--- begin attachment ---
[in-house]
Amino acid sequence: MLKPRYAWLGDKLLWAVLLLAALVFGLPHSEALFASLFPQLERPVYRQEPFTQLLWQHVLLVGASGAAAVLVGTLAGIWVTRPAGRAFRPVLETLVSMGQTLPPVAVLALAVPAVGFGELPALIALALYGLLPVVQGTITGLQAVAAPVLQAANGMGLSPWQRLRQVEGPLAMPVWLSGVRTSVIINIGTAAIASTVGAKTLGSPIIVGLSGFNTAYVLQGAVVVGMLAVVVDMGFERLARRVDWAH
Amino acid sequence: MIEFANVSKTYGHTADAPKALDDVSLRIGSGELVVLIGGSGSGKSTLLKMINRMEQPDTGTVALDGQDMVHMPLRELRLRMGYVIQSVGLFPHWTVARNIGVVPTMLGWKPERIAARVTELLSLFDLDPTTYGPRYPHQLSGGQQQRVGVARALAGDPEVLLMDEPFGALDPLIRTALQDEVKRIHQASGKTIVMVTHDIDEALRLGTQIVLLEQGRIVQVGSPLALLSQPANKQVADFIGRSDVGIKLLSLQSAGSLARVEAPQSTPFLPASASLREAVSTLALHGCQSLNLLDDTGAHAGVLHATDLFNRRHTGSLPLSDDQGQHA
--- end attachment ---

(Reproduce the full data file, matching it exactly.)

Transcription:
[in-house]
Amino acid sequence: MLKPRYAWLGDKLLWAVLLLAALVFGLPHSEALFASLFPQLERPVYRQEPFTQLLWQHVLLVGASGAAAVLVGTLAGIWVTRPAGRAFRPVLETLVSMGQTLPPVAVLALAVPAVGFGELPALIALALYGLLPVVQGTITGLQAVAAPVLQAANGMGLSPWQRLRQVEGPLAMPVWLSGVRTSVIINIGTAAIASTVGAKTLGSPIIVGLSGFNTAYVLQGAVVVGMLAVVVDMGFERLARRVDWAH
Amino acid sequence: MIEFANVSKTYGHTADAPKALDDVSLRIGSGELVVLIGGSGSGKSTLLKMINRMEQPDTGTVALDGQDMVHMPLRELRLRMGYVIQSVGLFPHWTVARNIGVVPTMLGWKPERIAARVTELLSLFDLDPTTYGPRYPHQLSGGQQQRVGVARALAGDPEVLLMDEPFGALDPLIRTALQDEVKRIHQASGKTIVMVTHDIDEALRLGTQIVLLEQGRIVQVGSPLALLSQPANKQVADFIGRSDVGIKLLSLQSAGSLARVEAPQSTPFLPASASLREAVSTLALHGCQSLNLLDDTGAHAGVLHATDLFNRRHTGSLPLSDDQGQHA